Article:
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Libya Behind Berlin Blast, U.S. Charges

Times Staff Writer

The Reagan Administration on Monday accused Libya of responsibility for the West Berlin discotheque bombing that killed an off-duty U.S. soldier, and American officials pointedly refused to rule out a military reprisal.

The most outspoken denunciation of Col. Moammar Kadafi’s regime came from Richard R. Burt, U.S. ambassador to West Germany. Burt, in a television interview, said U.S. intelligence agencies have “very clear indications that there was Libyan involvement” in the bombing, which also killed a Turkish woman and injured nearly 200 people.

‘Despicable Attack’

At the State Department, spokesman Bernard Kalb said: “The despicable attack in Berlin fits the pattern of increased Libyan activities. . . . The West German and Berlin government officials are working with us in examining all available evidence in order to reach a definitive judgment.”

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Neither Burt nor Kalb disclosed any specific evidence to tie the Libyans to the attack on the nightclub, which was popular with U.S. service personnel.

(ABC News reported late Monday that a communique was intercepted between Tripoli, the Libyan capital, and the Libyan Embassy in East Berlin expressing “praise for a job well done” after the weekend disco bombing.)

In response to the attack, the Administration renewed its effort to isolate Libya diplomatically and economically. Kalb said the Administration was urging friendly nations to consider expelling Libyan diplomats “involved in actual or potential terrorist activities.”

Kalb refused to speculate on the possibility of military action, but Burt said on NBC-TV’s “Today” show that Reagan is “studying” his options, including the use of force.

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Asked if there would be a military reprisal, Burt said: “I’m not going to close the President’s options. That’s up to him. He’s studying this issue right now.”

The Administration has said repeatedly that it would retaliate for terrorist attacks against Americans, possibly by the use of military force, if it could establish responsibility and pinpoint a target linked directly to the terrorists.

An Obvious Target

Firm evidence of Libyan involvement in the West Berlin bombing would give Washington an obvious target for retaliation. Military action could include a naval blockade of the Libyan coast, air strikes against oil export facilities or bombing attacks on other military or economic targets.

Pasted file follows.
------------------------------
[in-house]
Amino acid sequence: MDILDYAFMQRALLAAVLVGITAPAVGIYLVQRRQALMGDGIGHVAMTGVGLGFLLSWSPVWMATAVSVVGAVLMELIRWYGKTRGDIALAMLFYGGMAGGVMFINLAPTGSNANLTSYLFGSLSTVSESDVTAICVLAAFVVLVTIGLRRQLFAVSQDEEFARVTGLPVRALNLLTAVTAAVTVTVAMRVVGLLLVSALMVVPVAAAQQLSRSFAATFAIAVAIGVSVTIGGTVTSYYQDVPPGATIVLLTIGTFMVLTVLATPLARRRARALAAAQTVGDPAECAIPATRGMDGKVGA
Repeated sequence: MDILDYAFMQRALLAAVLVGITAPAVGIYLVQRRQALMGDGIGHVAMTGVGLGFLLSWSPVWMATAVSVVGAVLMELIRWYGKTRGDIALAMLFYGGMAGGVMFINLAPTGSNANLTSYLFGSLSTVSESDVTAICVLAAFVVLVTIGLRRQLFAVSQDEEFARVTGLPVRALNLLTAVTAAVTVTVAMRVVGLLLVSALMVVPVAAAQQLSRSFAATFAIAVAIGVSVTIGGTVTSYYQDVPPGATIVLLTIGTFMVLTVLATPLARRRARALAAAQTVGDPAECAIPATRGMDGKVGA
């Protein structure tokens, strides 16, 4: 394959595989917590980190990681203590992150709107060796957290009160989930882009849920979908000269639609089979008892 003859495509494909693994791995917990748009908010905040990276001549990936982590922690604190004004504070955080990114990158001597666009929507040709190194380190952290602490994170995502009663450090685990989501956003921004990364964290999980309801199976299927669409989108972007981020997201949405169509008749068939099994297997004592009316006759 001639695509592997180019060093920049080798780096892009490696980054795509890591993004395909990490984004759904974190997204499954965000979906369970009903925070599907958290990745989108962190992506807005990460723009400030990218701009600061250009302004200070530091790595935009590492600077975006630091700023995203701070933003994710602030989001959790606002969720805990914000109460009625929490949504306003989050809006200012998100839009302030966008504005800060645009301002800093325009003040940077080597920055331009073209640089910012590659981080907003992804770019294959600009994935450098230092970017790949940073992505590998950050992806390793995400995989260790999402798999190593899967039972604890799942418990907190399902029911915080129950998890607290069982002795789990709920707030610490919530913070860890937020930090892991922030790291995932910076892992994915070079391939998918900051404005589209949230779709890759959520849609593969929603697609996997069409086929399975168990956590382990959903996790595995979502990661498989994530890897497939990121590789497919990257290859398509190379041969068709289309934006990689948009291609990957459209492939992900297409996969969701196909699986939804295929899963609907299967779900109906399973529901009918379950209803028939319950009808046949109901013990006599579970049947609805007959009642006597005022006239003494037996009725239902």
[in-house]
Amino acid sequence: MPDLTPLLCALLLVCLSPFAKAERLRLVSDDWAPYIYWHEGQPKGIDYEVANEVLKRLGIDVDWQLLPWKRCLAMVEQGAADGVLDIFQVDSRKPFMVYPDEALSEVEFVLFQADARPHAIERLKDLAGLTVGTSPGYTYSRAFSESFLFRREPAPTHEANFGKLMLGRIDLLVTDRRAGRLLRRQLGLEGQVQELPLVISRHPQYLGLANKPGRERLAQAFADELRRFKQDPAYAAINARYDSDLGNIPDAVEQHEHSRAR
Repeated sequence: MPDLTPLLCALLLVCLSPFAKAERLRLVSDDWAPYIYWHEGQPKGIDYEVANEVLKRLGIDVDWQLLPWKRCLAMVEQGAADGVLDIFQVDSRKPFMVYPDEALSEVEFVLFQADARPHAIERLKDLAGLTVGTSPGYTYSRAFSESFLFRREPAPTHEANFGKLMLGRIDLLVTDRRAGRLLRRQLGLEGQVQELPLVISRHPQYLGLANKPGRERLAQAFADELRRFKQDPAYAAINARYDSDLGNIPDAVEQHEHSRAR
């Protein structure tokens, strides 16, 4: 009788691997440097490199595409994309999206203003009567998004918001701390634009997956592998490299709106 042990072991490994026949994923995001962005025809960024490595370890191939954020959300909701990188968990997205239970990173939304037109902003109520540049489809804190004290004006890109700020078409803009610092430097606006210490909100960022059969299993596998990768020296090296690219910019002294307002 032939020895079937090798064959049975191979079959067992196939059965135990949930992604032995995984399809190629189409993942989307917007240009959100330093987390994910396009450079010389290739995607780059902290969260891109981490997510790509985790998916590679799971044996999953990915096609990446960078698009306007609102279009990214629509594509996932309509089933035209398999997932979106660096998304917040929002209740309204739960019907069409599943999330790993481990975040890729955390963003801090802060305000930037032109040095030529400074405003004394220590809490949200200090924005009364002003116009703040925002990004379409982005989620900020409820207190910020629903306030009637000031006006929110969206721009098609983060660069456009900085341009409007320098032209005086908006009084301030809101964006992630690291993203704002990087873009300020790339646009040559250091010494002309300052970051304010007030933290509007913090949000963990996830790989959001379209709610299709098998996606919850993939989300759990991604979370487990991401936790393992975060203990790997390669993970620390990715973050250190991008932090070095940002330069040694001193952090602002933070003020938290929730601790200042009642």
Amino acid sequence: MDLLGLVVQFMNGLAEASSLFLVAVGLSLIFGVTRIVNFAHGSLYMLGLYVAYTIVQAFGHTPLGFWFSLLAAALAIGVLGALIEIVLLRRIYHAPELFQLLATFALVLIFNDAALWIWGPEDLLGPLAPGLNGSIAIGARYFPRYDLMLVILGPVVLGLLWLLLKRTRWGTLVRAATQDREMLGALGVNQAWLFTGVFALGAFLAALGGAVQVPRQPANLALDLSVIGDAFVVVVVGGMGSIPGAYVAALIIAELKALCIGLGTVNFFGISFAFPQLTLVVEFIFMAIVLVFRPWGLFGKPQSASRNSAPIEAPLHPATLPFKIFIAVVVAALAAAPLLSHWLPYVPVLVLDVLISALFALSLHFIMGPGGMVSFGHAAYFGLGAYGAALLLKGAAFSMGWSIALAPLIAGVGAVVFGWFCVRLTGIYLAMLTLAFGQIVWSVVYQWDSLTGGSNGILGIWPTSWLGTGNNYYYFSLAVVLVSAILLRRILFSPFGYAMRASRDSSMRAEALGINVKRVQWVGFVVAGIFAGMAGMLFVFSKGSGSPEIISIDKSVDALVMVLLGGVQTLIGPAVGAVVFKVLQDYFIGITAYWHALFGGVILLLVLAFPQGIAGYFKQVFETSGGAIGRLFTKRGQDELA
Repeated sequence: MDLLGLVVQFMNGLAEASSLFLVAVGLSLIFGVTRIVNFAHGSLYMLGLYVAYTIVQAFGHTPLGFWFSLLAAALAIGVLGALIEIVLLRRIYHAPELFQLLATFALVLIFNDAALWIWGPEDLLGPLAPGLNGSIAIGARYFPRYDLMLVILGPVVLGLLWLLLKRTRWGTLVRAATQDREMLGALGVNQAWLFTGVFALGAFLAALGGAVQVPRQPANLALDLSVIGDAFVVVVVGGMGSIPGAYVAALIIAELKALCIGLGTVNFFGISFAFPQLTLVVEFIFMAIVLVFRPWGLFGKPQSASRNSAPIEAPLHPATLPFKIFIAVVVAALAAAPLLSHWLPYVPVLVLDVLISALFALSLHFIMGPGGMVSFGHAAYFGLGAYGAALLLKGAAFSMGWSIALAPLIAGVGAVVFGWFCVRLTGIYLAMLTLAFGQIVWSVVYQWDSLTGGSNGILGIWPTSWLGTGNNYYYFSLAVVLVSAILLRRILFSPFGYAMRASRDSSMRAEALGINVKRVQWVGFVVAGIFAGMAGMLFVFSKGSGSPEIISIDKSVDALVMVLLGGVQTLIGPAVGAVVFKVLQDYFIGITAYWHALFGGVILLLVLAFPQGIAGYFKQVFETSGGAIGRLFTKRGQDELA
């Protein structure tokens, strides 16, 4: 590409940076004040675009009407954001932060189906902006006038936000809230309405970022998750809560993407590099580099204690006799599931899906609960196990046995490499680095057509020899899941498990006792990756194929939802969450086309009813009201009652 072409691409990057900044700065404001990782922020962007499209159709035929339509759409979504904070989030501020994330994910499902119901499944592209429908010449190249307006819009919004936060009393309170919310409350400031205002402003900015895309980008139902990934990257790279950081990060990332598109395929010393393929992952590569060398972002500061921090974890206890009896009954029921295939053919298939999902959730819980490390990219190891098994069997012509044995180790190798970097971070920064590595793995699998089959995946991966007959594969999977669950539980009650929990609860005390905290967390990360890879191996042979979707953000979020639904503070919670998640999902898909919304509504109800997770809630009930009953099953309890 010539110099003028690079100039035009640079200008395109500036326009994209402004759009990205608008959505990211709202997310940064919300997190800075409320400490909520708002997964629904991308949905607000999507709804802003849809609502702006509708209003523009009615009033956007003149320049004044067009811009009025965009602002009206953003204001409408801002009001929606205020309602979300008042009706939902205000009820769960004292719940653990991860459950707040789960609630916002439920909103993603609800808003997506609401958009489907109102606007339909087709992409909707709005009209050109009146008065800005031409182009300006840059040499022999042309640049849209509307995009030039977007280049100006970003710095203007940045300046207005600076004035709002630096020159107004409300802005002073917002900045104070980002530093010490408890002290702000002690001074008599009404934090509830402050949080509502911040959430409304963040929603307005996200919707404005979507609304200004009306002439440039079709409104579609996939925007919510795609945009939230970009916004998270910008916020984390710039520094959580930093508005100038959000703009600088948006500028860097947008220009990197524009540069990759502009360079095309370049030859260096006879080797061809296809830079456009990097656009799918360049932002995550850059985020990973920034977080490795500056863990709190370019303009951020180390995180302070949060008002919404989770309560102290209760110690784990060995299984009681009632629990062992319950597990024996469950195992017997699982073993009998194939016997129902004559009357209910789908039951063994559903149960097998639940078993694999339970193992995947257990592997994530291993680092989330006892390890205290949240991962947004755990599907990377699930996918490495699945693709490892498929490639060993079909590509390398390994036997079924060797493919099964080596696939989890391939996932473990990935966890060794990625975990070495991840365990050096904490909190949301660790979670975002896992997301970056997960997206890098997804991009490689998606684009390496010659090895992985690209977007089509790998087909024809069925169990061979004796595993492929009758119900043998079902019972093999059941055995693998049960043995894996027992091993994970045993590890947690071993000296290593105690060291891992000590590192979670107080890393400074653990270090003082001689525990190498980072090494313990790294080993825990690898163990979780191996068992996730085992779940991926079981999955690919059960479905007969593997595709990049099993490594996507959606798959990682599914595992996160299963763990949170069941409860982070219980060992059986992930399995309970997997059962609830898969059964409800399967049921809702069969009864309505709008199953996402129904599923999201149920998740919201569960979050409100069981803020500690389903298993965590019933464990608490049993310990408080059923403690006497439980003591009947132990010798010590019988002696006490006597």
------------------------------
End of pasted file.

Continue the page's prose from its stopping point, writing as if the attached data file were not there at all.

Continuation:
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U.S. strategists do not consider Libya’s armed forces to be much of an impediment to military action. But analysts believe that, by using force, the United States would run the risk of drawing the Soviet Union, which supports Libya, into the confrontation. Any military action would include some danger of Soviet involvement, and the risk would increase with the intensity of the attack.

Nevertheless, the Administration has virtually exhausted the list of sanctions that it can apply to Libya without resorting to military force. After the terrorist attacks on the Rome and Vienna airports last December, which the United States accused Kadafi of sponsoring, Washington cut off virtually all economic contact with Tripoli and urged U.S. allies to follow suit. Officials said at the time that there was not much more that could be done peacefully.

Calling for Expulsions

Kalb did suggest one other diplomatic step in calling for all friendly governments to expel Libyan diplomats.

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“Where there are indications or reasons to believe the local Libyan People’s Bureaus (embassies) . . . are involved in actual or potential terrorist activities, it is certainly to the advantage of the host country, as well as others, to take action to deal with those who pose such terrorist threats,” Kalb said.

From Washington’s standpoint, virtually every Libyan diplomat is at least a potential terrorist. Kalb, attempting to tie Libya to the West Berlin bombing, relied on evidence of previous Libyan actions.

Threats Taken Seriously

“There have been numerous indications that over a period of time Libyan agents were targeting Americans and U.S. facilities, including surveillance as possible preparation for potential attacks,” Kalb said. “The State Department spokesman made this public on March 26. Libya has been calling for suicide attacks on the U.S. for several weeks. We take these threats seriously.”

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Asked if there was any evidence to tie Libya to the discotheque bombing, Kalb replied that there was, but he declined to provide any details.

“I don’t want to leave the impression that with the blast that took place at the discotheque, the accumulation of evidence has come to an end,” Kalb said. “I will not amplify on the original overall statement; I will just say that the investigation and the accumulation of indications . . . has followed the blast.”


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